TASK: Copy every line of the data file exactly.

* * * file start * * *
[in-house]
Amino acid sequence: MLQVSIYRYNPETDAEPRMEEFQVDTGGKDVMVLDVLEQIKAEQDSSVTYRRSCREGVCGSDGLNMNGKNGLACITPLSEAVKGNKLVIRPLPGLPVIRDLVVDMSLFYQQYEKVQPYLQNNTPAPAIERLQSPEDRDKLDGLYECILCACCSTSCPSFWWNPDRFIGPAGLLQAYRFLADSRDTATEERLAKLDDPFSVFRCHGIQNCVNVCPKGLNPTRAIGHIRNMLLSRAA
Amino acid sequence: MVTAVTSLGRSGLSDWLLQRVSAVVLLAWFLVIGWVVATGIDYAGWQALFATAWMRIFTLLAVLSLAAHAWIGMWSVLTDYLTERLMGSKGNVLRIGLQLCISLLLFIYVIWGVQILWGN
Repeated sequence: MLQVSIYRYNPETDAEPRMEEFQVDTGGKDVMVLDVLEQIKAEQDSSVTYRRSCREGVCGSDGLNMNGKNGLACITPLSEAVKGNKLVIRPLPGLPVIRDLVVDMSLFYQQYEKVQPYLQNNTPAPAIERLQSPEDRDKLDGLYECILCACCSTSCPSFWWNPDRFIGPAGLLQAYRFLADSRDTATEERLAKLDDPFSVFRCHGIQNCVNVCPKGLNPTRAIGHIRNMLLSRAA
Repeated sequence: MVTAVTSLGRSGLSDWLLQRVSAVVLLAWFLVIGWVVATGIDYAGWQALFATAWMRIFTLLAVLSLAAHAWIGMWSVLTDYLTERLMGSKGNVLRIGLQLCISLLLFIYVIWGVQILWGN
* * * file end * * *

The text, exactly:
[in-house]
Amino acid sequence: MLQVSIYRYNPETDAEPRMEEFQVDTGGKDVMVLDVLEQIKAEQDSSVTYRRSCREGVCGSDGLNMNGKNGLACITPLSEAVKGNKLVIRPLPGLPVIRDLVVDMSLFYQQYEKVQPYLQNNTPAPAIERLQSPEDRDKLDGLYECILCACCSTSCPSFWWNPDRFIGPAGLLQAYRFLADSRDTATEERLAKLDDPFSVFRCHGIQNCVNVCPKGLNPTRAIGHIRNMLLSRAA
Amino acid sequence: MVTAVTSLGRSGLSDWLLQRVSAVVLLAWFLVIGWVVATGIDYAGWQALFATAWMRIFTLLAVLSLAAHAWIGMWSVLTDYLTERLMGSKGNVLRIGLQLCISLLLFIYVIWGVQILWGN
Repeated sequence: MLQVSIYRYNPETDAEPRMEEFQVDTGGKDVMVLDVLEQIKAEQDSSVTYRRSCREGVCGSDGLNMNGKNGLACITPLSEAVKGNKLVIRPLPGLPVIRDLVVDMSLFYQQYEKVQPYLQNNTPAPAIERLQSPEDRDKLDGLYECILCACCSTSCPSFWWNPDRFIGPAGLLQAYRFLADSRDTATEERLAKLDDPFSVFRCHGIQNCVNVCPKGLNPTRAIGHIRNMLLSRAA
Repeated sequence: MVTAVTSLGRSGLSDWLLQRVSAVVLLAWFLVIGWVVATGIDYAGWQALFATAWMRIFTLLAVLSLAAHAWIGMWSVLTDYLTERLMGSKGNVLRIGLQLCISLLLFIYVIWGVQILWGN